La madre joven es en recovre lenta, e reposa tota estendeda, en sua muselinas e dentelas mol e blanca, sur un sofa. La bebe es asta el, sur sua braso, ala adormida, a sua seno. La enfantor, un fem jala, seja asta un fenetra e venti se.
The young mother was recovering slowly, and lay full length, in her soft white muslins and laces, upon a couch. The baby was beside her, upon her arm, where he had fallen asleep, at her breast. The yellow nurse woman sat beside a window fanning herself.
Sra Valmondé curva sua figur obesa supra Désirée e besa el, teninte el per un momento en sua brasos. Alora el turna a la enfante.
Madame Valmondé bent her portly figure over Désirée and kissed her, holding her an instant tenderly in her arms. Then she turned to the child.
“Esta no es la bebe!” — el esclama en tonos surprendeda. Franses es la lingua parlada a Valmondé a acel dias.
“This is not the baby!” she exclaimed, in startled tones. French was the language spoken at Valmondé in those days.
“Me ia sabe ce tu va es surprendeda” — Désirée dise riente — “par lo como el ia crese. La peti porceta a seno! Regarda sua gamas, mama, e sua manos e ungias de dito — ungias de dito real. Zandrine ia debe corti los a esta matina. Esce no vera, Zandrine?”
“I knew you would be astonished,” laughed Désirée, “at the way he has grown. The little cochon de lait! Look at his legs, mamma, and his hands and fingernails,—real finger-nails. Zandrine had to cut them this morning. Isn’t it true, Zandrine?”
La fem inclina diniosa sua testa turbanida. “Ma si, seniora.”
The woman bowed her turbaned head majestically, “Mais si, Madame.”
“E lo como el cria” — Désirée continua — “es sordinte. Armand ia oia el a la otra dia tan distante como la cabana de La Blanche.”
“And the way he cries,” went on Désirée, “is deafening. Armand heard him the other day as far away as La Blanche’s cabin.”
Sra Valmondé ia verje nunca sua regarda de la enfante. El prende lo e pasea con lo a la fenetra con la plu de lumina. El scane la bebe atendosa, alora regarda egal xercante Zandrine, de ci sua fas es turnada per regarda tra la campos.
Madame Valmondé had never removed her eyes from the child. She lifted it and walked with it over to the window that was lightest. She scanned the baby narrowly, then looked as searchingly at Zandrine, whose face was turned to gaze across the fields.
“Si, la enfante crese ja, cambia ja.” — sra Valmondé dise, lenta, en cuando el repone lo asta sua madre. “Cual Armand dise?”
“Yes, the child has grown, has changed,” said Madame Valmondé, slowly, as she replaced it beside its mother. “What does Armand say?”
La fas de Désirée deveni plenida con un brilieta cual es felisia mesma.
Désirée’s face became suffused with a glow that was happiness itself.
“O, Armand es la padre la plu orgulosa en la parocia, me crede, xef car el es un xico, per porta sua nom; an tal el dise no — ce el ia ta ama un xica ance. Ma me sabe ce lo no es vera. Me sabe ce el dise acel per plase me. E mama” — el ajunta, tirante la testa de sra Valmondé a su a el, e parlante a xuxa — “el no ia puni un de los — no un de los — de cuando bebe ia nase. An Negrillon, ci ia finje ce el ia arde sua gama afin el ta reposa de labora — mera el ia rie, e ia dise ce Negrillon es un turbosa grande. O mama, me es tan felis; lo asusta me.”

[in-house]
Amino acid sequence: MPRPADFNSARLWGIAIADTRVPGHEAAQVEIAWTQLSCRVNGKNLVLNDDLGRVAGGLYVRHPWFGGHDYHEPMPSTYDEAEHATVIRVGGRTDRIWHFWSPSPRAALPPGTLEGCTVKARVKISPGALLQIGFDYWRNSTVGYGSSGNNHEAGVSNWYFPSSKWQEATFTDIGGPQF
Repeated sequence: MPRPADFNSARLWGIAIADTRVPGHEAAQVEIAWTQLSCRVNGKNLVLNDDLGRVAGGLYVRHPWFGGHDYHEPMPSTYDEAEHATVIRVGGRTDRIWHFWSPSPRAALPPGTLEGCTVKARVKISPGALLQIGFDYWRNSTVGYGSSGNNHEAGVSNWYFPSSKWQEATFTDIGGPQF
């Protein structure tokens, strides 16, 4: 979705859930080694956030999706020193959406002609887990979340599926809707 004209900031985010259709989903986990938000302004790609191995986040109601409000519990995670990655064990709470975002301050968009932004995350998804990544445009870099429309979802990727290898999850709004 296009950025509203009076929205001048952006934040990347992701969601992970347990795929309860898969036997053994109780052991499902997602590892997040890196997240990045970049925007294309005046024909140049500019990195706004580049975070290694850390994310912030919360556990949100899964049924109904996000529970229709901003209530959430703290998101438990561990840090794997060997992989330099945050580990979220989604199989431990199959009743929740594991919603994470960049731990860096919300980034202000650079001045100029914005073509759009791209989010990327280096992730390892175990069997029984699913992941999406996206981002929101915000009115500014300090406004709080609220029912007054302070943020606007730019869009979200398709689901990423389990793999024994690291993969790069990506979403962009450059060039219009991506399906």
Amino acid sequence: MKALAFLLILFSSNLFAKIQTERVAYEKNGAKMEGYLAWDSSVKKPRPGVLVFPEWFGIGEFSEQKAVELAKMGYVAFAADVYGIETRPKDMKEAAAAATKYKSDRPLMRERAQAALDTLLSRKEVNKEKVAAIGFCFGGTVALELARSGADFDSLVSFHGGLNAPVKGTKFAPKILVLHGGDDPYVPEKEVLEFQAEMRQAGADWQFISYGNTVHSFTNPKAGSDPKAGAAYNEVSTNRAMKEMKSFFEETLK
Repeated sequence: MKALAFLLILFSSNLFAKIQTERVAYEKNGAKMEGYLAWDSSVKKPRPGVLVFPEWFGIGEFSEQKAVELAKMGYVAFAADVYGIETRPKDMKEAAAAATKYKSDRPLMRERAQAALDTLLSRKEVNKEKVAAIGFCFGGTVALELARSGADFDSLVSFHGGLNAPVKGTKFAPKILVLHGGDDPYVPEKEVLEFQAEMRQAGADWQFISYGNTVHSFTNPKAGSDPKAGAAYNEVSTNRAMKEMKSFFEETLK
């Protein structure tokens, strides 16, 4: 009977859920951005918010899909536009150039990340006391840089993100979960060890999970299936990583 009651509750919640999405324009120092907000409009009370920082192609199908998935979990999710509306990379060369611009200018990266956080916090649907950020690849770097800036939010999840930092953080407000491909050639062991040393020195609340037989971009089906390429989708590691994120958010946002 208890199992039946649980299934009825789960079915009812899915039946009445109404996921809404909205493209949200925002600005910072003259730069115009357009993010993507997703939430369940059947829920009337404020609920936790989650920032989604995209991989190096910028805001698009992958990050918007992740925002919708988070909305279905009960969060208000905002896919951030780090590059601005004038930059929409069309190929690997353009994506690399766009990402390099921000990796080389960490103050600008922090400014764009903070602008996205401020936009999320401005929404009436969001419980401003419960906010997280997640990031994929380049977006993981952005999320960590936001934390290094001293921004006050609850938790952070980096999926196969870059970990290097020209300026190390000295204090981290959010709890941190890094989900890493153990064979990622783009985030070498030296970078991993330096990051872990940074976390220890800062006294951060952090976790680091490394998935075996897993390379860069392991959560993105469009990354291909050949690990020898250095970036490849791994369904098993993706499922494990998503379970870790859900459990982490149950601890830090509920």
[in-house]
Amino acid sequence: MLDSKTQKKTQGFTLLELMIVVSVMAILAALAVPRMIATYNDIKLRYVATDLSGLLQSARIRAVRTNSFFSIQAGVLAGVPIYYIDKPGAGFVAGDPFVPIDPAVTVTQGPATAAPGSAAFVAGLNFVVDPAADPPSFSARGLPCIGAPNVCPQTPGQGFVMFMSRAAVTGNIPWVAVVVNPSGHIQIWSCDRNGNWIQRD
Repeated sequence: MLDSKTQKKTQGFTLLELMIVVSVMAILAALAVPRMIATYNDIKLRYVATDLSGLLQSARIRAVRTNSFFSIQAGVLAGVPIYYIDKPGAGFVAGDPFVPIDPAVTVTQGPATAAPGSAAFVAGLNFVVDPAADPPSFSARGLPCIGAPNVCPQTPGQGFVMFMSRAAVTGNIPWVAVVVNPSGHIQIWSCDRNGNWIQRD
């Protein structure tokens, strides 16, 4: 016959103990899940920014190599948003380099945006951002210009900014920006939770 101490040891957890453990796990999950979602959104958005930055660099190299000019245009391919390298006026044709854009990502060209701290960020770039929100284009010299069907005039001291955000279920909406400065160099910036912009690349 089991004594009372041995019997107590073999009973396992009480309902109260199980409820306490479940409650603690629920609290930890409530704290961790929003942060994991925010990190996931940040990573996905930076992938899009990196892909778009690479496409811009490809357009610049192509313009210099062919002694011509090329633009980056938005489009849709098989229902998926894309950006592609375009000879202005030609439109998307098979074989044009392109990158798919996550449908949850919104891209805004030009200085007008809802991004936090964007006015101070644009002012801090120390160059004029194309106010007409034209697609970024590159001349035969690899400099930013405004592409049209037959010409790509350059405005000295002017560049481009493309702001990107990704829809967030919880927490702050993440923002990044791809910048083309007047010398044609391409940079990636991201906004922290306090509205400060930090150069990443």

“Oh, Armand is the proudest father in the parish, I believe, chiefly because it is a boy, to bear his name; though he says not,—that he would have loved a girl as well. But I know it isn’t true. I know he says that to please me. And mamma,” she added, drawing Madame Valmondé’s head down to her, and speaking in a whisper, “he hasn’t punished one of them — not one of them — since baby is born. Even Negrillon, who pretended to have burnt his leg that he might rest from work — he only laughed, and said Negrillon was a great scamp. oh, mamma, I’m so happy; it frightens me.”
Lo cual Désirée dise es vera. La sposi, e a pos la nase de sua fio, ia moli grande la natur dominante e esijente de Armand Aubigny. Esta es lo cual felisi tan Désirée la jentil, car el ama Armand desperante. Cuando sua sposo grima el trema, ma ama el. Cuando Armand surie, Désirée demanda no bondise plu grande de Dio. Ma la fas oscur e bela de Armand no ia es frecuente malformida par grimas de cuando la dia de sua cade en ama de el.
What Désirée said was true. Marriage, and later the birth of his son had softened Armand Aubigny’s imperious and exacting nature greatly. This was what made the gentle Désirée so happy, for she loved him desperately. When he frowned she trembled, but loved him. When he smiled, she asked no greater blessing of God. But Armand’s dark, handsome face had not often been disfigured by frowns since the day he fell in love with her.
Cuando la bebe ave sirca tre menses, Désirée velia a un dia con la crede ce on ave alga en la aira cual menasa sua pas. Lo es a prima tro sutil per teni. Lo ia es mera un sujesta descuietinte; un aira de misterio entre la negras; visitas nonespetada de visinas distante ci pote apena esplica sua veni. Alora un cambia, strana, asustante, en la manera de sua sposo, sur cual el no osa demanda un esplica. Cuando Armand parla a el, lo es con oios diverjeda, de cual la lus de ama vea pare partida. La sposo senti se de la casa; e cuando el es ala, el evita la presentia de sua sposa e sua enfante, sin escusa. E la spirito de Satan mesma pare subita saisinte el sur sua trata de la sclavos. Désirée es sufisinte misera per mori.
When the baby was about three months old, Désirée awoke one day to the conviction that there was something in the air menacing her peace. It was at first too subtle to grasp. It had only been a disquieting suggestion; an air of mystery among the blacks; unexpected visits from far-off neighbors who could hardly account for their coming. Then a strange, an awful change in her husband’s manner, which she dared not ask him to explain. When he spoke to her, it was with averted eyes, from which the old love-light seemed to have gone out. He absented himself from home; and when there, avoided her presence and that of her child, without excuse. And the very spirit of Satan seemed suddenly to take hold of him in his dealings with the slaves. Désirée was miserable enough to die.